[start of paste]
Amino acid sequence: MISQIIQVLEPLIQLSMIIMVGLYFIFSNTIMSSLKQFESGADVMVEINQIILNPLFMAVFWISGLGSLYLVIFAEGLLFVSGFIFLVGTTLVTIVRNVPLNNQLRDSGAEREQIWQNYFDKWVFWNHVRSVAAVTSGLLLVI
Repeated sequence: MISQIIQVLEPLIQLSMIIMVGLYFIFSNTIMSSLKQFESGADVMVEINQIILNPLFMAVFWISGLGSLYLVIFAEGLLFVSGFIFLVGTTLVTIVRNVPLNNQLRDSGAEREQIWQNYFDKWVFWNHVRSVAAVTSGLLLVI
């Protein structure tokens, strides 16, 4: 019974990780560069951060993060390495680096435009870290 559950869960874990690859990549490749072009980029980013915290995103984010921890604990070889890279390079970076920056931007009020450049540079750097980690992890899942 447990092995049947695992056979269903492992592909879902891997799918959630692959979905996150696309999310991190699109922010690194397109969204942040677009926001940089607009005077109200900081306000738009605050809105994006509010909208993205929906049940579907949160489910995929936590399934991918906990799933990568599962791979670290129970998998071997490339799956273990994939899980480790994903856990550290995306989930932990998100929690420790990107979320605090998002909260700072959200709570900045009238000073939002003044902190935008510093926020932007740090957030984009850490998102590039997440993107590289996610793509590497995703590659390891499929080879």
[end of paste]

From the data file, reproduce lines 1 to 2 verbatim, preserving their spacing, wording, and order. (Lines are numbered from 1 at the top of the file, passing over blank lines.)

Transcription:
Amino acid sequence: MISQIIQVLEPLIQLSMIIMVGLYFIFSNTIMSSLKQFESGADVMVEINQIILNPLFMAVFWISGLGSLYLVIFAEGLLFVSGFIFLVGTTLVTIVRNVPLNNQLRDSGAEREQIWQNYFDKWVFWNHVRSVAAVTSGLLLVI
Repeated sequence: MISQIIQVLEPLIQLSMIIMVGLYFIFSNTIMSSLKQFESGADVMVEINQIILNPLFMAVFWISGLGSLYLVIFAEGLLFVSGFIFLVGTTLVTIVRNVPLNNQLRDSGAEREQIWQNYFDKWVFWNHVRSVAAVTSGLLLVI